Nic Dowd has concerns about the NHL's neutral site plan both as a player and as a new dad

J.J. Regan
NBC Sports Washington

With the world still dealing with the novel coronavirus and the NHL season on pause, one thing has become abundantly clear: There is no perfect plan to resume and finish the season. It just doesn't exist. Every plan that the league may consider comes with numerous challenges and issues. That is true of the latest plan being considered by the league of NHL teams gathering in four different cities by division to resume play.

Capitals forward Nic Dowd and his wife, Paige, joined Rob Carlin on an episode of the Capitals Talk Podcast released Friday to discuss Dowd's Crowd, their charitable venture that provides children with autism the chance to attend Caps games.

With reports of the new plan surfacing Wednesday, Dowd was asked his thoughts.

"There's so many rumors out there, it's challenging to sift through them all, but just looking at what would possibly work is that you could potentially put multiple teams in the same city into a hotel basically," Dowd said. "I don't know how else they would do it. And then you would have to structure the practices and the games to where they don't overlap. It would be interesting from a hockey perspective because I think they're going to have to structure those games differently than a seven-game series because you still have the time. And then on top of it, I don't know how we would get in shape. It's been a month now running, a month and half of no skating which is a lot of time."

Those are Dowd's concerns from a hockey player's perspective. But he also has had a new perspective since Dec. 31, and that one is weighing heavy on his mind as well.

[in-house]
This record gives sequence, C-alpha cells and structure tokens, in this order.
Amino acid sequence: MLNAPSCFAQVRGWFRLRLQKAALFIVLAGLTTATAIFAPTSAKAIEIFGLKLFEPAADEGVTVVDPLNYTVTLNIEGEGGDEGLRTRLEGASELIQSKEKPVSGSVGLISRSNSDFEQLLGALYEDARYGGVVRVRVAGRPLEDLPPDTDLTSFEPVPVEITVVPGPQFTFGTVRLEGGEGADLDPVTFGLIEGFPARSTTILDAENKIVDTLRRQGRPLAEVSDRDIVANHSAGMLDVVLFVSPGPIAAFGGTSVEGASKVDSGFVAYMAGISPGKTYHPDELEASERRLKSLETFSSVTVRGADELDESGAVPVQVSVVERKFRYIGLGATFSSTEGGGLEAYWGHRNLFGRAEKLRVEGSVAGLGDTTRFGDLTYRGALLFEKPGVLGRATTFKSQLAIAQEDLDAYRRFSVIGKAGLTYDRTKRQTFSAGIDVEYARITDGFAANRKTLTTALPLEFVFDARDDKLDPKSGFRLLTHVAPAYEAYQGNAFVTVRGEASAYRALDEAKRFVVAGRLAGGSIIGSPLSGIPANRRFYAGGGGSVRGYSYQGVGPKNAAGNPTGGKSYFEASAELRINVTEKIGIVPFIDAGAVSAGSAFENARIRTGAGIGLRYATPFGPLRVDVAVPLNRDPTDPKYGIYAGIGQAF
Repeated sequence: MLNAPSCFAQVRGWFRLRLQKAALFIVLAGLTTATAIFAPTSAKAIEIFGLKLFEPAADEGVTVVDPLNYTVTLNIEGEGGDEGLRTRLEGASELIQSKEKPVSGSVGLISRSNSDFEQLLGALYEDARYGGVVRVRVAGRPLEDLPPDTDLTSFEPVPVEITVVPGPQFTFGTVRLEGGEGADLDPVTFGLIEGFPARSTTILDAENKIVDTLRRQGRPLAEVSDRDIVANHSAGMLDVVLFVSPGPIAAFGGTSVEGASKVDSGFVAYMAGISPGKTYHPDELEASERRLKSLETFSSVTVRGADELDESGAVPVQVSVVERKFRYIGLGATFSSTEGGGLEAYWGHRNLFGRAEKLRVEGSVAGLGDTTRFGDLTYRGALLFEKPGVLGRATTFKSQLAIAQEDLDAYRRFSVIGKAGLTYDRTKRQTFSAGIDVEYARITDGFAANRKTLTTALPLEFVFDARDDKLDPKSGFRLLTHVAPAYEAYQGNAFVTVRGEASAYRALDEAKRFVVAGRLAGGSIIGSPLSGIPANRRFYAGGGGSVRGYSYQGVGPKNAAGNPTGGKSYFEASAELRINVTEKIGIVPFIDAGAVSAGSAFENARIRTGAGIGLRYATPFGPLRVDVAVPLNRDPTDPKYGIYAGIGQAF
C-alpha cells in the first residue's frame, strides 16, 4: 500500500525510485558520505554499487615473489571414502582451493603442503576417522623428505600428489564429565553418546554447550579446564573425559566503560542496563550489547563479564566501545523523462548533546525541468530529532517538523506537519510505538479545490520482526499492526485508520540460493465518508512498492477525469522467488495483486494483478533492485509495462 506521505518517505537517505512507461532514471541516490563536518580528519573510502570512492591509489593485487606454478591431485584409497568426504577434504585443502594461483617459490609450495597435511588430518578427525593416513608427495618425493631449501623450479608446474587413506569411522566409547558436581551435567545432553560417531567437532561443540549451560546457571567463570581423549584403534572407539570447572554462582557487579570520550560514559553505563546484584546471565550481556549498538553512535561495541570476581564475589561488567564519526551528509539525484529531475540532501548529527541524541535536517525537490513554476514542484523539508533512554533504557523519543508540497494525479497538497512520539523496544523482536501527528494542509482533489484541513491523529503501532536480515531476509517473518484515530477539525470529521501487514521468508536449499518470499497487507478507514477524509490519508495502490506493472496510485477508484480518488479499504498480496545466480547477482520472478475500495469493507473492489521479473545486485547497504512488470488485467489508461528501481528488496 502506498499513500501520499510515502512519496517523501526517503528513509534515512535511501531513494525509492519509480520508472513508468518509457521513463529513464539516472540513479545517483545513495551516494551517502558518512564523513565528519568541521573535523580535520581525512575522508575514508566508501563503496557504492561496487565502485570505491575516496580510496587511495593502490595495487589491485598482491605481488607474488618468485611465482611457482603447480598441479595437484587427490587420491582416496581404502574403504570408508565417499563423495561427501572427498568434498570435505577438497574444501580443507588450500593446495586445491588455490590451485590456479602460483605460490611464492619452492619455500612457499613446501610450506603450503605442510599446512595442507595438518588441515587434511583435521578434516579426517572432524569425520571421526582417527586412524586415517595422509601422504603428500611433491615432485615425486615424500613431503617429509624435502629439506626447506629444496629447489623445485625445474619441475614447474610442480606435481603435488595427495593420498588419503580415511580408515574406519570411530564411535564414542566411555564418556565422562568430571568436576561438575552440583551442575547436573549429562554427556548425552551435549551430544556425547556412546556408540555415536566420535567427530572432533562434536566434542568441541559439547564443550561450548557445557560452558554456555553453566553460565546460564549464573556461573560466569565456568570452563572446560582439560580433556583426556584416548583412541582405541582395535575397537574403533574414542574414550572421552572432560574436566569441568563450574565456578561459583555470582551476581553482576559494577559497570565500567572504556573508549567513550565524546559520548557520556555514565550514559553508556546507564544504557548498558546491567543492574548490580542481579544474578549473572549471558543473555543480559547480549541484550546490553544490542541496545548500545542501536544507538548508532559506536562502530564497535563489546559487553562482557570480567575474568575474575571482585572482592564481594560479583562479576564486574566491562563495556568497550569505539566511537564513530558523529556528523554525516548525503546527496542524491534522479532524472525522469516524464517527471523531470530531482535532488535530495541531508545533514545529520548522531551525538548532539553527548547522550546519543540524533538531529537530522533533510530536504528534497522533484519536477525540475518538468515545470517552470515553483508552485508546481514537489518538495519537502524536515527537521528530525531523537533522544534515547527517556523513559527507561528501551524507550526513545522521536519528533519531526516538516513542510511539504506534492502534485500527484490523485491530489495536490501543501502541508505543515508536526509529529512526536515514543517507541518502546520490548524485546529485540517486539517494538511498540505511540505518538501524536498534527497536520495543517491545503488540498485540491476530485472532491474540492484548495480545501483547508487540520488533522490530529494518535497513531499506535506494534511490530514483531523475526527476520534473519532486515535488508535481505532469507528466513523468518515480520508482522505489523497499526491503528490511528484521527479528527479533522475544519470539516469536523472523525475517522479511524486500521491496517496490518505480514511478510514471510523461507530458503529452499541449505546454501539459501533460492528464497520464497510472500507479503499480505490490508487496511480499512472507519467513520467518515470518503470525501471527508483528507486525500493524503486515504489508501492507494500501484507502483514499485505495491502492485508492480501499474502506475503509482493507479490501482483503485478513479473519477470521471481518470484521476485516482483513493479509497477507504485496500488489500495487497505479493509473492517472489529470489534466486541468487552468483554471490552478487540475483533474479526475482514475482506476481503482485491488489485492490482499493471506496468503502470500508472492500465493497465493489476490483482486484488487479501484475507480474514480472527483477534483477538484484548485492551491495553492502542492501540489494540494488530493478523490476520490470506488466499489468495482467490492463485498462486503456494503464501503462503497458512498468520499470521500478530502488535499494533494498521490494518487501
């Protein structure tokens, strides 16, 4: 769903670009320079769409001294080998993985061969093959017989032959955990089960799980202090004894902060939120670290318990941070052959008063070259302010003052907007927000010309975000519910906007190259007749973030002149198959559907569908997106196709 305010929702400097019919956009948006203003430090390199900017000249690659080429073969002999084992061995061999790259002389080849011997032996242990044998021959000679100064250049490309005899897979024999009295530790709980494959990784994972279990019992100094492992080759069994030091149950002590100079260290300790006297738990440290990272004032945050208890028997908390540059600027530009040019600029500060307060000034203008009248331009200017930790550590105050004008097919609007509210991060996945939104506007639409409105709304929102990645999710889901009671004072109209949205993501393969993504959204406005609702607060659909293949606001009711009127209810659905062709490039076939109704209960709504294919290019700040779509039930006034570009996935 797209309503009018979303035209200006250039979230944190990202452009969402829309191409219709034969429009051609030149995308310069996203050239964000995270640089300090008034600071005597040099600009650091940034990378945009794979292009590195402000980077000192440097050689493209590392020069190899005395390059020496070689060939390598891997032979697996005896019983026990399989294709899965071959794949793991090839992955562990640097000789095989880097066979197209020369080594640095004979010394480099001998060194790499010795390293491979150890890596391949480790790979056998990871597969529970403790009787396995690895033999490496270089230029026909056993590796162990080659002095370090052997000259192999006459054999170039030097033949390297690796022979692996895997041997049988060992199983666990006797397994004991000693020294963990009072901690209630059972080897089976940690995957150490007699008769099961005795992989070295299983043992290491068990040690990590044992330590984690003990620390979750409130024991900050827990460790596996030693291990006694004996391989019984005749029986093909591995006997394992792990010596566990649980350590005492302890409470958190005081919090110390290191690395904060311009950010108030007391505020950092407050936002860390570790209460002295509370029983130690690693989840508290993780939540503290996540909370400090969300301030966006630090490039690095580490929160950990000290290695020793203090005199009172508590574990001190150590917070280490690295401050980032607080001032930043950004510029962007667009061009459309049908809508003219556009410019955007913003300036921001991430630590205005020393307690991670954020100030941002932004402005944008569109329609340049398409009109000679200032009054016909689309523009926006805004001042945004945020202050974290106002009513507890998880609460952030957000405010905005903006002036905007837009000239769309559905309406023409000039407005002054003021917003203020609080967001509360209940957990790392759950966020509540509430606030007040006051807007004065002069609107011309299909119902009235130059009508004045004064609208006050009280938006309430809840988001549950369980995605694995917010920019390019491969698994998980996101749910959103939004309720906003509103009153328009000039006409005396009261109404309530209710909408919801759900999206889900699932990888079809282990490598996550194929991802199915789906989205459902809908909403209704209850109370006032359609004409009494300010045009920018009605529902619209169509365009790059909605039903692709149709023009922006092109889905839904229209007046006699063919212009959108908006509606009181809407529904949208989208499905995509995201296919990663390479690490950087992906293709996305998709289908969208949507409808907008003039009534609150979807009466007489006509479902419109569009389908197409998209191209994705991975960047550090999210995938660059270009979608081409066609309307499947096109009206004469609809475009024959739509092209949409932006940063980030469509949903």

CLICK HERE TO SUBSCRIBE TO THE CAPITALS TALK PODCAST

This plan would require players to essentially be away from their families for the rest of the season/postseason in order to isolate them and prevent the spread of the coronavirus. That would be a significant challenge for the Dowd's, who welcomed their first child, Louie, on Dec. 31.

"It would suck, it would be a lot of work," Dowd said. "It would stick Paige in a home essentially by herself which she has done, but being here I know how much work that is and it's brutal."

Dowd added, "We're going to be back in Minnesota soon so I know she will have a support system there which she doesn't have here so that's beneficial, but, saying that, we're not supposed to be around anybody so it's not like she's reaching out to family all the time and they're coming over all the time and stuff like that. It would be really hard."

And it's not as if Dowd is the only player in the NHL to have a kid. That's just one example among the hundreds of NHL players who would face similar challenges.

"Think about the people that have multiple kids that are older or they're European or they have to come back in the country," Dowd said.

While Dowd had numerous concerns, he also expressed optimism that the league and the NHLPA would be able to come up with the best deal possible to continue the season. Such cooperation between the two sides has been difficult to find at times in the past, but in this case both the NHL and players' association want the same thing, and that is to eventually continue the season and award the Stanley Cup.

Said Dowd, "It's going to be a means to an end, but it will not be perfect."

Stay connected to the Capitals and Wizards with the MyTeams app. Click here to download for comprehensive coverage of your teams.

MORE CAPITALS NEWS:

Nic Dowd has concerns about the NHL's neutral site plan both as a player and as a new dad originally appeared on NBC Sports Washington

What to Read Next